HA‘ENA — Eight hours after more than a dozen protesters took over the construction site of a Ha‘ena home, where roughly 30 ancient Hawaiian graves are known to exist, the group left of its own accord.
Yesterday about 15 individuals occupied the triangular beachfront slip owned by Joseph Brescia.
Still in the early stages of development, the site has close to 30 concrete posts positioned around the numerous iwi markers.
Surveyors working onsite gave way to the demonstration, which started at 9:30 a.m. and continued undisturbed until the evening. The more than half dozen police officers, who waited on the street throughout the day, did not make any arrests.
The peaceful conclusion to the demonstration was not the end many had expected. At least eight members of the group, anticipating arrest for trespassing, intended to link themselves together by hooking carabiners to the inside of PVC pipe segments known as “black bears.” The self-releasing lock-down devices are difficult for law enforcement to disassemble, and have been used in high-profile demonstrations on the Mainland.
While protesters have maintained a steady presence near the property for months, it has until recently been a local effort. Yesterday’s demonstration, however, featured representation from all four counties.
Opponents of construction near the sacred site say they want to see activity halted and the iwi honored with a heiau. Building around the graves, or moving them — even with the state’s approval — is still desecration, they say.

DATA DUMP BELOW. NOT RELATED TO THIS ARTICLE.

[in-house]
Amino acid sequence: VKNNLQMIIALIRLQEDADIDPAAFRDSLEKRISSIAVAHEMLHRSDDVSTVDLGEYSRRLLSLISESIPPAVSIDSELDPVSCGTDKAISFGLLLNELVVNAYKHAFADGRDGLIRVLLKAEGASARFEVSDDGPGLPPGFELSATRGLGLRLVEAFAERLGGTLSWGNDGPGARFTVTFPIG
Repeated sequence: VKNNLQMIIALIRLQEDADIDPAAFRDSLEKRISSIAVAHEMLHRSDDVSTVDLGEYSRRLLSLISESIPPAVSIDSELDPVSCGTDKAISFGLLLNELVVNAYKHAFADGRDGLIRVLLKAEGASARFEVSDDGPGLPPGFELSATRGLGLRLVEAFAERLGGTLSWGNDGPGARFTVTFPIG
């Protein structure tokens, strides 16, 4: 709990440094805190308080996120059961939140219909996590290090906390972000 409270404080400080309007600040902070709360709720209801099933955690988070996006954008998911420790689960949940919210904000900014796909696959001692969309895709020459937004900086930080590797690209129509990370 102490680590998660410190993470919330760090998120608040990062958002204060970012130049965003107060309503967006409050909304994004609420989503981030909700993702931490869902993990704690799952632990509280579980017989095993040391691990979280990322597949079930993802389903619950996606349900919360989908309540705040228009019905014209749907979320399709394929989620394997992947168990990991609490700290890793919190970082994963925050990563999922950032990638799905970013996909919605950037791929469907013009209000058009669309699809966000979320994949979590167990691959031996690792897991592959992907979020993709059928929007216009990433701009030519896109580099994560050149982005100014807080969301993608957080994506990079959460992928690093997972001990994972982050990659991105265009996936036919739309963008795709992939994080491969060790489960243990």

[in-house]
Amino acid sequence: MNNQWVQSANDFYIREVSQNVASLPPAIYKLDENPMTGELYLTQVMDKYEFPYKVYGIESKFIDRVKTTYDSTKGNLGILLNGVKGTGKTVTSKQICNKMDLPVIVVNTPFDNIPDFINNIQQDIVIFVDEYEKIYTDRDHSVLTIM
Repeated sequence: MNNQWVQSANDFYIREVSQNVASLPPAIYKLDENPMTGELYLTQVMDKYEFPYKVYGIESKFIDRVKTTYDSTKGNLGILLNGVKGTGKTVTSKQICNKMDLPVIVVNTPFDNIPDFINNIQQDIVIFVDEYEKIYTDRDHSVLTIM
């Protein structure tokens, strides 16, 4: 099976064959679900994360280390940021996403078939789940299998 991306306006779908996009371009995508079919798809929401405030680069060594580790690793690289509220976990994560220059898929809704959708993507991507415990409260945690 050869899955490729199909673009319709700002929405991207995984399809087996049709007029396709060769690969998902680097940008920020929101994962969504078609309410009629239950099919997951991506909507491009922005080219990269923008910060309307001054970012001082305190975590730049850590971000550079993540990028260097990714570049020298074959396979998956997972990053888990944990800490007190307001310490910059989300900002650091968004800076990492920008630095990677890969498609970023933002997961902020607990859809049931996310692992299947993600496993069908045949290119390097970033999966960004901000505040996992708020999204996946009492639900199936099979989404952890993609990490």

“If they can do this here, they can do this on all Hawaiian burial sites throughout the Hawaiian islands,” said Hanalei Colleado, who flew in from Maui.
The protesters expressed disappointment with state and local government for having allowed work to continue at the site.
“They’re not doing the job they’re supposed to do,” Andrew Cabebe, a Kaua‘i resident, said of the Burial Council. “And when they try, they seem to be overruled anyway.”
O‘ahu resident Andre Perez called for Gov. Linda Lingle to intervene. He pledged the group will return “in force” should construction start up again.
“By any standard, by any culture or ethnic group, this is just wrong,” Perez said. “From a human perspective, this is just wrong.”
Kaua‘i resident Ka‘iulani Huff, who camped in front of the home site in protest for months until a restraining order was issued, said the existing laws protecting sacred Native Hawaiian cultural sites “would be OK if they were upheld.”
She and several other residents testified before the Kaua‘i Island Burial Council yesterday morning.
For more on that story, see the accompanying headline “Burial council hears testimony.”